Rick: That was my question; that was the first hurdle that we came across. Bell, as brilliant as he was, had a fair amount of luck. He invented the telephone when he was 29, so found himself in possession of 100 percent of the Bell telephone company at age 30—and it was valuable even at that moment.
MJ: I think he gave a third of it to “Mr. Watson, I presume.”
Rick: I was speaking dramatically.
MJ: Okay. [Laughter].
Rick: The company took off like a rocket ship, because everybody knew that the telephone was in the works and everybody would have their name on a list to get one. So it was automatically super-valuable. By age 30, money was no object to this man. He was surrounded by loved ones. And he was able to go from fantastic idea to fantastic idea. He was the kid on the block with the best Erector set and was able to do anything he wanted, basically. So: Where’s the drama in that—someone who gets everything he wants? Where’s the conflict—the arresting conflict, the falling conflict? What we hung our hats on is that on his deathbed, he had a legitimate complaint, even though he had had all this success: As our play opens, Bell grumbles to his wife that, dammit, “I’ll only be known as Bell the telephone man! And I’m much more than that!” And then, upon realizing that his deathbed scene is being viewed by an audience of modern-day people, he stands up and proceeds to tell them exactly all the other things that he did. In funny, interesting detail.
I love it. You know, if you ask people today who’s a contemporary legend of invention, and who’s made goo-gobs of money with their invention, they’ll think of Steve Jobs, they’ll think of the guys who founded Google—
Rick: And Bill Gates.
I’m hearing some echoes of Bell in their stories. How is Bell different from what we know as icons of invention today, and how is he similar?
Rick: I’ve got a good answer for that, because I’ve been steeped in the script and rehearsals for the past four weeks, but I don’t want to monopolize the conversation…
MJ: I have not been steeped in the script, but I’ve worked here for 26 years. And here we say Bell reinvented the magazine. It was boring. It had a dull brown cover. But Bell came in as second president of the Society and said, “What are we going to do to fix this? We’ve gotta make this broader.” He was the one who gave the magazine its mantra, “Geography is the world and all that’s in it.” He’s the creative genius who sowed the seeds that made the magazine what it is today.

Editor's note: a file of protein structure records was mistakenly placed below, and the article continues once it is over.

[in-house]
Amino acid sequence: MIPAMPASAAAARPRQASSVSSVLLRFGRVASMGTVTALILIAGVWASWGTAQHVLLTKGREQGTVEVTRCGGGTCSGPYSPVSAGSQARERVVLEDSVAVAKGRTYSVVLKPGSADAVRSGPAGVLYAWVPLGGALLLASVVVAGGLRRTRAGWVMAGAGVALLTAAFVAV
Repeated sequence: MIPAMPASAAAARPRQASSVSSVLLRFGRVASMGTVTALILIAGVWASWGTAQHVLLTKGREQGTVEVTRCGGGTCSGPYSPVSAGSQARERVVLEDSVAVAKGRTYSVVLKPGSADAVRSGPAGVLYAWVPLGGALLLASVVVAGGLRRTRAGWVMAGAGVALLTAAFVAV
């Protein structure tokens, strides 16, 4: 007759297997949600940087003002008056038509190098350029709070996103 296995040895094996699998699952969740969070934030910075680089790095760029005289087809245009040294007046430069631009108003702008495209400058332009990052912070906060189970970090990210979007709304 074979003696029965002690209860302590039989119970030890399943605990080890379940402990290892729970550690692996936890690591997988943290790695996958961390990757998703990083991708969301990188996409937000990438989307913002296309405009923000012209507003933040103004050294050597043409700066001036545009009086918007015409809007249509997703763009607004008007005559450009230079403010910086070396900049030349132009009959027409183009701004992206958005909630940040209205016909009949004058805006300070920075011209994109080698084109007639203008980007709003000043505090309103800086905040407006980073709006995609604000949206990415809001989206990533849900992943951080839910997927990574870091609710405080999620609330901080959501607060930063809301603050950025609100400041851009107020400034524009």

Is that in the play, what you just told me?
Rick: Oh absolutely, in a big way. There’s a meeting in his office where he tells everyone in no uncertain terms the way he thinks the magazine should look. [In Bell’s voice:] “Pictures! I want pictures that tell a story! Illustrations about life in action!” It’s a real Spencer Tracy moment in the play. It’s one of my favorites. [Laughs.]
MJ: He was the one who helped shape this magazine and ultimately the organization.
Rick: Bell was a celebrity of his day. And the same is true for Steve Jobs and Bill Gates, because they were superstars in our modern world of technology. In our play we invoke the names of Steve Jobs and An Wang, who got us to the starting gate of the fabulous inventions that we carry around in our pockets today. But I think we’re fairly spoiled. We go from one great handheld device after another. And we’re almost complacent about it; we expect it. Whereas the handheld devices we have today are much better than they were five years ago, imagine living in a time when we go from having no telephones, to telephones. That’s a bigger jump.
Did you always see yourself in the role of Bell?
MJ: It was his idea. We presented that back at the original lunch.
Having played Buckminster Fuller, you were ready for another brilliant scientist?
Rick: Yes, and in the past two weeks I’ve asked myself, Am I absolutely crazy? [Laughter].
I saw the set design. And it’s like the movie A Beautiful Mind on stage, but the main character is sane – not crazy.
Rick: Yes, that’s right.
MJ: And he was kept on track by his wife, I might add.
Who was deaf.
MJ: Correct. And you know she nurtured his genius. You’ll see that in the play too. It’s been fun to work with Rick, because we really haven’t worked together since WOWK-TV in Charleston-Huntington, West Virginia, in the late 1970s, when he hosted a talk show and I was a reporter, and then we got married. This has been a lot of fun, because just as Mabel nurtured their project, I’ve been able to contribute and nurture this idea.
How is Mabel a character in the play?